Flights to Australia
As a company born Down Under, at Flight Centre we're experts when it comes to flights to Australia. Whether you want to find the best deal possible, or enjoy a stopover along the way, our experts can find you the best deals at the best prices. Australia flights may seem long but your jet lag will be long forgotten when you’re basking on one of the country’s many beaches. You have in fact around 31,000 miles of coastline to enjoy in Australia so there’s bound to be a sandy spot ideal for you. Not to mention that mild weather means swimming, especially in the country’s north east, is possible all year round.
Flights from the UK to Australia generally disembark at Sydney International Airport, the country’s main international airport. As a long haul flight taking approximately 21 hours and 35 minutes from London to Sydney, flights to Australia usually include a stopover in Dubai, Abu Dhabi, Los Angeles, Singapore, Bangkok or Hong Kong depending on the airline. From Sydney, transfers are available to reach a wide range of Australian cities, including Brisbane and Melbourne which are only a couple of hours in flying time away.
Airlines that fly from the UK to Australia include:
For more information refer to our airline guide.
Australian International Airports
As an incredibly spread out country, Australia boasts a large number of domestic airports. The country’s main international airports include:
- Sydney Airport (SYD)
- Melbourne Airport (MEL)
- Brisbane Airport (BNE)
- Adelaide Airport (ADL)
- Perth Airport (PER)
- Gold Coast Airport (OOL)
British passport holders will need a visa in order to enter Australia. There are two kinds of visas available: an eVisitor visa, for which there is no charge, and an Electronic Travel Authority (ETA) from your travel agent or airline, for which there’s a service fee of A$20. eVisitor visas are available from the Australian Department of Immigration and Border Protection or from the Australian High Commission in London. For visa information for other passports, please ask your consultant.
If you wish to work, study or stay in the country for longer than three months, you will need to apply for a different type of visa depending on the purpose of your visit. In addition to the usual check-in and carry-on baggage restrictions, Australia has it’s own restrictions as to what can and cannot be brought into the country. Before your flight, be sure to check these restrictions via the official Australian Government website and if you’re not sure about an item, it is recommended to declare it to the authorities upon arrival to avoid a fine.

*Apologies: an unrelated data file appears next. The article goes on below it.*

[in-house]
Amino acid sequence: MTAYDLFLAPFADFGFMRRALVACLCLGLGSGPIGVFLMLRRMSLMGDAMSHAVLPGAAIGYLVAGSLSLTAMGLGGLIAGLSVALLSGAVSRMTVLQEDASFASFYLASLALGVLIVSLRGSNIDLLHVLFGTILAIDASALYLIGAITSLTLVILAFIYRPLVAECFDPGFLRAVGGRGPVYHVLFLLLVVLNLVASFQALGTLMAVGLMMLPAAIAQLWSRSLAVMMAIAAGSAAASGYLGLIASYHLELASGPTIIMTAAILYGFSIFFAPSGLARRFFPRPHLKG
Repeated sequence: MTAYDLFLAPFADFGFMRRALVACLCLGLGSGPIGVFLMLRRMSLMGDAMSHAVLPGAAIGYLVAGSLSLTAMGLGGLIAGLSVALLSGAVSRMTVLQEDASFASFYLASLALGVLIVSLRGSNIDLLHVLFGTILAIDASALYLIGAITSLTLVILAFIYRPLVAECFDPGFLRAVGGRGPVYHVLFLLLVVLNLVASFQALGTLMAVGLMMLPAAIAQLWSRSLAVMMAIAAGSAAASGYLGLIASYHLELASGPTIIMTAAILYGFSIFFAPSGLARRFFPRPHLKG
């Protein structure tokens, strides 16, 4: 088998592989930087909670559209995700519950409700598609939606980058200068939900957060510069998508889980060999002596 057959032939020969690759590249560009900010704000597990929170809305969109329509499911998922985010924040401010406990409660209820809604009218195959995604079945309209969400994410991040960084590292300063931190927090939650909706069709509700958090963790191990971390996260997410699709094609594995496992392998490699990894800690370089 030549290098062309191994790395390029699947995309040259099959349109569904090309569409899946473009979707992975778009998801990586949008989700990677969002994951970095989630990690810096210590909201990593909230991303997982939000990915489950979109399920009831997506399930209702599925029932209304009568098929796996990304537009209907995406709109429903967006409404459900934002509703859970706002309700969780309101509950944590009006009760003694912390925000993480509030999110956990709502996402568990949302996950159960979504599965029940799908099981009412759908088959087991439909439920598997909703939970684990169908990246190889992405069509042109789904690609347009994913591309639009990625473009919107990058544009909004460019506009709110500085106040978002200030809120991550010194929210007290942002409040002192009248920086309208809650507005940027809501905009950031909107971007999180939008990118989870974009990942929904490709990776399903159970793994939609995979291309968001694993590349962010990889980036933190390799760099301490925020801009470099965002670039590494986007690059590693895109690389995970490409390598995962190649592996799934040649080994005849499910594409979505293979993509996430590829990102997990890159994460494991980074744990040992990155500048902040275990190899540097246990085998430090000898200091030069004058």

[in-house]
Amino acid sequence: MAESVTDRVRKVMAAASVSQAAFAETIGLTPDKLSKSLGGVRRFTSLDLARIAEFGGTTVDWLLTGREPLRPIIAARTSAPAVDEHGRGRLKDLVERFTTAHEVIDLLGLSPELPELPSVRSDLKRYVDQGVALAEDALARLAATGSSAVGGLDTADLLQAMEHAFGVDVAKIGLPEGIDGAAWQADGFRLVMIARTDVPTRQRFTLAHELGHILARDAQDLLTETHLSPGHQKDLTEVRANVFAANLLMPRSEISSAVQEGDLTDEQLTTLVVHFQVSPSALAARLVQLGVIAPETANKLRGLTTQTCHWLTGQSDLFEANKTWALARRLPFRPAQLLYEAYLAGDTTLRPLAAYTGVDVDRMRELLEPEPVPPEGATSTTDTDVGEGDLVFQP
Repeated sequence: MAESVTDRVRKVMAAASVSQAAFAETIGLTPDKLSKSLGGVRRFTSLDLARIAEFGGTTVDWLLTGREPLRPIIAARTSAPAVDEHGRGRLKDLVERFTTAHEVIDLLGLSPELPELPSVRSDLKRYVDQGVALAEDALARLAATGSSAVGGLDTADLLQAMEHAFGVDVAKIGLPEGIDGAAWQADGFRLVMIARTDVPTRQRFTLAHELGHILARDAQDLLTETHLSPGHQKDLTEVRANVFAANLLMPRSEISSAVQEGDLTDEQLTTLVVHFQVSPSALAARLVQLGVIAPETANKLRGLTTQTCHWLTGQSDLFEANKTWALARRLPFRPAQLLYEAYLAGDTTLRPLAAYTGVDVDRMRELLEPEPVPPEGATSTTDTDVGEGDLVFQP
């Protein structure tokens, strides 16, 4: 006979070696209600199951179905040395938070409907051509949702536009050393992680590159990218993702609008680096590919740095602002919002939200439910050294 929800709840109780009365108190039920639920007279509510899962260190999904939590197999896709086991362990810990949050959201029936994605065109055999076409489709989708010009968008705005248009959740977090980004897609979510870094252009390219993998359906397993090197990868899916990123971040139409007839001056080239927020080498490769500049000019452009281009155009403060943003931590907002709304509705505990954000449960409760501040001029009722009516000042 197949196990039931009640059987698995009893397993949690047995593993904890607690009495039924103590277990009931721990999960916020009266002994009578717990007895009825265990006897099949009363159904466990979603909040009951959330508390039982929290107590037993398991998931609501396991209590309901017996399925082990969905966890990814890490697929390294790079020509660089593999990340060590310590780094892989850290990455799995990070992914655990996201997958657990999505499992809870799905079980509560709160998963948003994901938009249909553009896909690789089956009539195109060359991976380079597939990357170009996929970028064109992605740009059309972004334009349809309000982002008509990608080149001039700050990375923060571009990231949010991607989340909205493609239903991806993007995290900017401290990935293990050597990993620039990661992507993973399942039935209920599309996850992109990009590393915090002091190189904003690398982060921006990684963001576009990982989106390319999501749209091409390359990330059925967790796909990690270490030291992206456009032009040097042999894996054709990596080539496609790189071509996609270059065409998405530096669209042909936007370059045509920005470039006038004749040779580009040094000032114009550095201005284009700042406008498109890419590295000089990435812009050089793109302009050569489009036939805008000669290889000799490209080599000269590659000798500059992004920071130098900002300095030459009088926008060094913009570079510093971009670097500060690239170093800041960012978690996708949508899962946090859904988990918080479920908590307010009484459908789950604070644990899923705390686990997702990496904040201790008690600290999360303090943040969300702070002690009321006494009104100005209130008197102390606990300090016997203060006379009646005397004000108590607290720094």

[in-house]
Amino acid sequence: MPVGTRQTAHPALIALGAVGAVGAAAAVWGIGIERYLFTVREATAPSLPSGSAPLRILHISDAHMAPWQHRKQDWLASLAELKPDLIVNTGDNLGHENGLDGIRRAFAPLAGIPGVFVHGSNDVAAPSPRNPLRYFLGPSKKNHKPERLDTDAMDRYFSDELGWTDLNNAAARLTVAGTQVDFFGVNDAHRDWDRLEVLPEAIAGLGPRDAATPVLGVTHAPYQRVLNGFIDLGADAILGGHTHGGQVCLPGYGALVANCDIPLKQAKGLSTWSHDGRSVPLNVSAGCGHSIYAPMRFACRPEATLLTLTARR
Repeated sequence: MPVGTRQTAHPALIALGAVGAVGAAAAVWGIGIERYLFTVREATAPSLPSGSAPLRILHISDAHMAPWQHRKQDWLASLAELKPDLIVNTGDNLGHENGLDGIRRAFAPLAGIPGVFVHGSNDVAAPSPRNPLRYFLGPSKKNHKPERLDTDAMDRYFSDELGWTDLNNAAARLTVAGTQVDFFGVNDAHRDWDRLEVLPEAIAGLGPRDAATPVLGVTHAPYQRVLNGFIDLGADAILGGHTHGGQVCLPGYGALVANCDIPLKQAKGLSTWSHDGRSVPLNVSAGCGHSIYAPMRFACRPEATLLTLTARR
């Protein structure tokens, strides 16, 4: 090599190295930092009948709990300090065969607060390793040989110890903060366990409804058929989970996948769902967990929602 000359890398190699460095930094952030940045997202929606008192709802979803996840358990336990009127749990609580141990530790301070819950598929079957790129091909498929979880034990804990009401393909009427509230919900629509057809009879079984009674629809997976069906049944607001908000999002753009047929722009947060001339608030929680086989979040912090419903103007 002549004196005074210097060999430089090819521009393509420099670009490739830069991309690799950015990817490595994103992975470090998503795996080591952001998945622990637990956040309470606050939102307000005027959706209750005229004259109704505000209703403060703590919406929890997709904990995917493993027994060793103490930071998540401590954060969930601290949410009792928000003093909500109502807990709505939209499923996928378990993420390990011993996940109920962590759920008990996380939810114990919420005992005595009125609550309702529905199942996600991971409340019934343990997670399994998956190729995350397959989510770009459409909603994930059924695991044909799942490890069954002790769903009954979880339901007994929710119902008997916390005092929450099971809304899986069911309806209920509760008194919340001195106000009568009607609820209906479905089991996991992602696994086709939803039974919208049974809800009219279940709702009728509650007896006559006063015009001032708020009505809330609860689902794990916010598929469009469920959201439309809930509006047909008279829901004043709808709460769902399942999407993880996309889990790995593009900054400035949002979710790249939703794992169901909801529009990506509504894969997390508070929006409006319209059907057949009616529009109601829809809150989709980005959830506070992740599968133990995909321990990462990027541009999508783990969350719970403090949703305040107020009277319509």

While the beaches are what you’ll find on most Australian postcards, they’re not the only draw card. In terms of other assets, Australia is naturally blessed with landmarks like Uluru, the Twelve Apostles, Kakadu and the wondrous Great Barrier Reef, which commonly make up the best things to do in Australia.
From a city perspective, Sydney is the largest in the country and the most popular in terms of international tourism. Here you can climb the Sydney Harbour Bridge, catch an iconic Sydney ferry to meet the local wildlife at the Sydney Zoo, and take an afternoon dip in the famed waters of Bondi Beach. For more ideas, check out our page on things to do in Sydney.
While Sydney may have all the icons, Melbourne has been attributed as the country’s cultural capital. Located on the south east coast, Melbourne is less about swimming and more about coffee, shopping and sport. Cricket, tennis and Australian Football (known locally as AFL) are less a spectator sport and more a religion, while Melbourne’s will passionately argue that they produce the city’s best cuisine and coffee. And they may just be right.
If you’re really travelling to Australia though for the sun, sea and laidback lifestyle, then you’re best launching spot is the North Queensland city of Cairns. A tourist favourite, Cairns is perfectly located between the Great Barrier Reef and the Daintree Rainforest. The beauty of Cairns is you can do as little or as much as you want, from snorkelling to sky diving and simply sun bathing on the beach. For tips on when to visit the Great Barrier Reef and other attractions, see our advice on when to go to Australia.